When did sports become a part of your life?

At a young age, I knew my life would always be guided by sport. We are all gifted with a natural ability for something. For some, their singing stops others mid-stride; some look at a math equation with Goodwill Hunting-like ease. For me, it’s always been sport. The field has never mattered, nor the equipment needed. Sports just make sense to me; they helped to define me.

By the time I was seven, baseball, tennis and hockey had each become constant in my life, and at eight years old, I was asked by my tennis coach to move to Toronto in order to focus on hitting the circuit by my early teens.

When did you first experience any degree of mental health struggles?

I’m not sure. I wish I had made any other decision, but at eight there was a terrified version of myself that wasn’t ready to be away from my family, my home. I do recall a scared little girl who was guiding me by fear: fear of death, fear of being alone, fear of what others saw in me, fear of the loneliness and confusion that consumed me behind closed doors. As I look back, this was a point in my life where I was struggling with my mental health and happiness, but no one knew about it other than me.

How did you cope with these early mental health struggles?

Making the decision on tennis narrowed to hockey. I moved on to become “the” goalie. I was going to be the best, I was going to fill my closets with red and white jerseys, my name displayed proudly on the back. It wasn’t even an option yet, but I was determined to go to the Olympics. To hide from my daily fears and struggles, I focused my energy on hockey.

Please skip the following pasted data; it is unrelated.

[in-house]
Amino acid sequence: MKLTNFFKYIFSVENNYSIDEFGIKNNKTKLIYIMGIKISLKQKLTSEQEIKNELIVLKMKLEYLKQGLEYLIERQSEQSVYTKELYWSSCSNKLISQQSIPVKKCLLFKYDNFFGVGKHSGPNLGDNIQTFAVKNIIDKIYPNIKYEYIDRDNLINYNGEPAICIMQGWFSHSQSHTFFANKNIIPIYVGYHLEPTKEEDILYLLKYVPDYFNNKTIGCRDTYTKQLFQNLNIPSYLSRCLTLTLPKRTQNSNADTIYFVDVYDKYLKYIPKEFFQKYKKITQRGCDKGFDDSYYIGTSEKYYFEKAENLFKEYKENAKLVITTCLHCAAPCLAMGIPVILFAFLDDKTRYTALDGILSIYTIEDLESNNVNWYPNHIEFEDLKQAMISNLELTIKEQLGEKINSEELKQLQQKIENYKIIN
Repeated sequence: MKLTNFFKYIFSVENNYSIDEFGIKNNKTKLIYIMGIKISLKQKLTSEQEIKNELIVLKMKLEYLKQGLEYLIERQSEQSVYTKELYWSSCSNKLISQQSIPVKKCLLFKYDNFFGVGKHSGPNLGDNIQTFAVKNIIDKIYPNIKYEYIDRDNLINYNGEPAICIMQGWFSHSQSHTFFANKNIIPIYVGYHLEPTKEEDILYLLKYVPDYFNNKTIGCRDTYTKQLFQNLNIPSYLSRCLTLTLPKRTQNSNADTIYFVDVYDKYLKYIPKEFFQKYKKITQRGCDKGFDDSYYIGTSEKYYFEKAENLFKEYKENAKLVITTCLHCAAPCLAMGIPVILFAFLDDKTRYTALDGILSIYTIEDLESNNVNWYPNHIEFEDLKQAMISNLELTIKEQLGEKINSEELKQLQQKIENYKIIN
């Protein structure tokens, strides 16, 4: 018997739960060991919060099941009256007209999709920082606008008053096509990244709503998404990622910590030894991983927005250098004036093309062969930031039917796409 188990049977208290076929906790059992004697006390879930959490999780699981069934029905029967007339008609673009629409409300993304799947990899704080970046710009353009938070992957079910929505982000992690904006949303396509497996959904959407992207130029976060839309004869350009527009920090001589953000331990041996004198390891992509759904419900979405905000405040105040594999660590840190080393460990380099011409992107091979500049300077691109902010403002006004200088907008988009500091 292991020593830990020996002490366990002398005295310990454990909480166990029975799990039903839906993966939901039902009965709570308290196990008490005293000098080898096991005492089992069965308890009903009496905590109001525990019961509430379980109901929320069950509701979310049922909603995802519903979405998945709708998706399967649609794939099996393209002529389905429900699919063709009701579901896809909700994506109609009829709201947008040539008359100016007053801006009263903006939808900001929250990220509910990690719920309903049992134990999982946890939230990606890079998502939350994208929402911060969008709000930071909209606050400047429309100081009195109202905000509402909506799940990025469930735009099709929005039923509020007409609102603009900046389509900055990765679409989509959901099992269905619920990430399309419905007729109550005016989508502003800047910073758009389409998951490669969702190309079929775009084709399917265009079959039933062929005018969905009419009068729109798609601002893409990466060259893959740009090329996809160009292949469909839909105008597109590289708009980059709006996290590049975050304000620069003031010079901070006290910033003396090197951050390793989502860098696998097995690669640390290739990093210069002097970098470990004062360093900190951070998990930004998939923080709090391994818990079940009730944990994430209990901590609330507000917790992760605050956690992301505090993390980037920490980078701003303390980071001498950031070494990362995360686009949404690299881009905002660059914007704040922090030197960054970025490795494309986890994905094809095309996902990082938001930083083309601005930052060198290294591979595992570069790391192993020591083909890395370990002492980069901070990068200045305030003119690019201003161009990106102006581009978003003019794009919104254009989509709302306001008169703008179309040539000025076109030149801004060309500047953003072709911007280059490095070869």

On the surface, as far as anybody else was concerned, I was on my way to my Olympic dream. I only allowed in a few close friends who were aware of my daily torment. For the rest of the world, I performed as the goalie, the only female in a male world, making my way through to Midget AAA with the Grey Bruce Highlanders. Hockey was the part of my world that just made sense – a world that existed in an eight-foot crease where I was untouchable. My internal fears faded, and my thoughts were quiet for those two hours on the ice.

By age 16, outside of hockey, how was your day-to-day life?

Beyond the crease, I was lost, confused. I couldn’t find words, adjectives that would do justice to my story. To onlookers who did not know me closely I appeared to be the pinnacle of confidence.

The truth was, I was nobody’s best friend and everybody’s acquaintance. I was included in everyone’s plans, invited to all social outings; however, never the life of the party. My name never came up in stories about the weekend’s events. I floated from group to group, connecting with everyone, though really disconnected from them all.

I survived high school being the goalie, coveted by coaches, respected by teammates, considered a great friend, a loved daughter and sister, while my true feelings and fear were invisible to the majority. I offered a version of myself that filled a need for everybody around me.

I was drawn to my peers’ personal tragedies, always inserting myself in others’ heartbreak. I was committed to get others through their crises. Today, I suspect I was keen to help others in hopes of learning how to lessen my own pain.

I wanted so badly what my friends had, what my teammates and my peers seemed to have, while – at best – most days I was able to just breathe. I was suffering in silence with no clarity on why, what I could do, or how to live my life without fear.

(Part two will be published on Wednesday.)

Bill Howatt is the chief research and development officer of work force productivity with Morneau Shepell in Toronto.

This article supports The Globe and Mail and Morneau Shepell’s Employee Recommended Workplace Award. This award recognizes employers who have the healthiest, most engaged and most productive employees. It promotes a two-way accountability model where an employer can support employees to have a positive workplace experience. Companies can register for the 2019 award now at